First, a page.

A rising tide lifts all ships and the World Bank's decision to partially lift a stay on a compensation claim Tidewater (TDW) has against Venezuela caused the stock to spike over 72% this week.
The World Bank allowed Tidewater to recoup $27.4 million of the original $46.4 million judgement awarded by the International Centre for Settlement of Investment Disputes.
The award comes after 11 of the offshore service vessel provider's ships were seized in 2009 by Venezuelan officials as part of their push to nationalize the country's oil industry.
"Enforcement on the remaining balance of the award ($28.2 million after including interest from the date of expropriation and reimbursement of legal and other costs) will remain stayed until the conclusion of the annulment proceeding, which the company anticipates will occur this calendar year," the company said in a statement Tuesday.
Read about other 'stressed out' companies feeling less stress this week.
Tidewater has had a rough go of it this year. The shares had fallen more than 82% in the past year before this week's rally. The company has acknowledged that the drop in customers' exploration activity -- due to oil's price decline -- is directly responsible for its income troubles. It reported a debt load of $1.5 billion during a December presentation, and while the bulk of the notes come due in 2020, its ability to meet those obligations during a prolonged period of low oil prices could be tenuous.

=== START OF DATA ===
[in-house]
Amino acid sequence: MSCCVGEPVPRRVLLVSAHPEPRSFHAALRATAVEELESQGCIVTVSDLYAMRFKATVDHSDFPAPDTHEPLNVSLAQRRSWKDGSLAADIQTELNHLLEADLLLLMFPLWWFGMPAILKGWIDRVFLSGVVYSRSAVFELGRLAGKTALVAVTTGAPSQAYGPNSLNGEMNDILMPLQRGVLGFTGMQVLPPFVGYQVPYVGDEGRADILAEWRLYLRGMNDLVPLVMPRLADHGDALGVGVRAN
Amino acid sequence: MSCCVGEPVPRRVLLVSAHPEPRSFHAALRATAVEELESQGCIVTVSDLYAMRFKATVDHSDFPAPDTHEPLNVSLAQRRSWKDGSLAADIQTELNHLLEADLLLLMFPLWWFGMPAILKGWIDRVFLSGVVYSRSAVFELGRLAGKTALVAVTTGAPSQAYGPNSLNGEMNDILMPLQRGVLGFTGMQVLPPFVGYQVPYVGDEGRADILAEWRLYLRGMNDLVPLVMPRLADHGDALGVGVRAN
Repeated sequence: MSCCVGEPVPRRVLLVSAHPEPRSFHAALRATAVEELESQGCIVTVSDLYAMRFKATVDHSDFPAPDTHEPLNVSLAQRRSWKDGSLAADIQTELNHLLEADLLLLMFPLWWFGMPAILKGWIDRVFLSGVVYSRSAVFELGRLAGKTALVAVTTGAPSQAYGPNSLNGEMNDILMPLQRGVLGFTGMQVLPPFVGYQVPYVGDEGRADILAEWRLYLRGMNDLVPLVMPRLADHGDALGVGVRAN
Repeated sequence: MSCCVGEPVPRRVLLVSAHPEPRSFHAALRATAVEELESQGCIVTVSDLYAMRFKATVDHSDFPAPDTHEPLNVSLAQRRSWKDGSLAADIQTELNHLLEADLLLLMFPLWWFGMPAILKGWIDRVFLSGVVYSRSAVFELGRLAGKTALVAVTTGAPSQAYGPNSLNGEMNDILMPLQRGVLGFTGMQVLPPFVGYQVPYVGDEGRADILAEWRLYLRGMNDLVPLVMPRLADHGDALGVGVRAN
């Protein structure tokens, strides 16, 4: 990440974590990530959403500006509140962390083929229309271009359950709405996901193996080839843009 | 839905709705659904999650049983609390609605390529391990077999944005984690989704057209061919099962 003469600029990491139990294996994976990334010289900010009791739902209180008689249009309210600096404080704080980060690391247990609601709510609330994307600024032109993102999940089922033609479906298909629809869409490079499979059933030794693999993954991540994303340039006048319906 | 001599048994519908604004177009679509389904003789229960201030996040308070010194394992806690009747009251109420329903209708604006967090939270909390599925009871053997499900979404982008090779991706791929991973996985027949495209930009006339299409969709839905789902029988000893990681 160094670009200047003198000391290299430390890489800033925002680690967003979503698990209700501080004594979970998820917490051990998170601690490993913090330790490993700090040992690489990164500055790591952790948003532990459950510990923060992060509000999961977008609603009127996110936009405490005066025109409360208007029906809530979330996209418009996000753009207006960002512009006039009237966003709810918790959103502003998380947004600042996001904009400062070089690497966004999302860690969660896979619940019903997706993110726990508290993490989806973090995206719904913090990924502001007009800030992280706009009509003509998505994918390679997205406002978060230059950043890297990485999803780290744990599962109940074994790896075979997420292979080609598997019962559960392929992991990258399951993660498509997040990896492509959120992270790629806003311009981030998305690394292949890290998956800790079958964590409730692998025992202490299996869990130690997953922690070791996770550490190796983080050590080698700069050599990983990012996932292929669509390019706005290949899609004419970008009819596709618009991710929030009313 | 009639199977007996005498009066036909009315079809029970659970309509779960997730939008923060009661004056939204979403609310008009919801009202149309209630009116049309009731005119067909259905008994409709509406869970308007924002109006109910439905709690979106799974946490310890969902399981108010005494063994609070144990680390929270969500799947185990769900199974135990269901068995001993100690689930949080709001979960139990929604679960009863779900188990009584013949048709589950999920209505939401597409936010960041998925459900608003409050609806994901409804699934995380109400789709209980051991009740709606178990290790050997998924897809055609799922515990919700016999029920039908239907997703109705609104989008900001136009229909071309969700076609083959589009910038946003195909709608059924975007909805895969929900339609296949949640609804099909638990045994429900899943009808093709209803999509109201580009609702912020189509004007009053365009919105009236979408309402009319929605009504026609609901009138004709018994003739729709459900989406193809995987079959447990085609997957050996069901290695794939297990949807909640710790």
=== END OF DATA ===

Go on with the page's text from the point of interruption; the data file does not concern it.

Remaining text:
While the company is happy with the judgement, it may have trouble collecting the fees from cash-strapped Venezuela.
"The company intends to take appropriate steps to vigorously enforce and collect the award, which is enforceable in any of the 150 member states that are party to the ICSID Convention. However, even with the partial lifting of the stay of enforcement, the company recognizes that the collection of the award may present significant practical challenges. Because the award has yet to be satisfied and the annulment proceeding is pending, the net impact of these matters on the company cannot be reasonably estimated at this time and the company has not recognized a gain related to these matters."
An infusion of cash couldn't have come at a better time for this stressed out company. While oil prices seem to have finally bottomed and are beginning to rally, oil companies are still cutting their capex budgets for the foreseeable future. It will likely be a while before Tidewater will be able to set sail.
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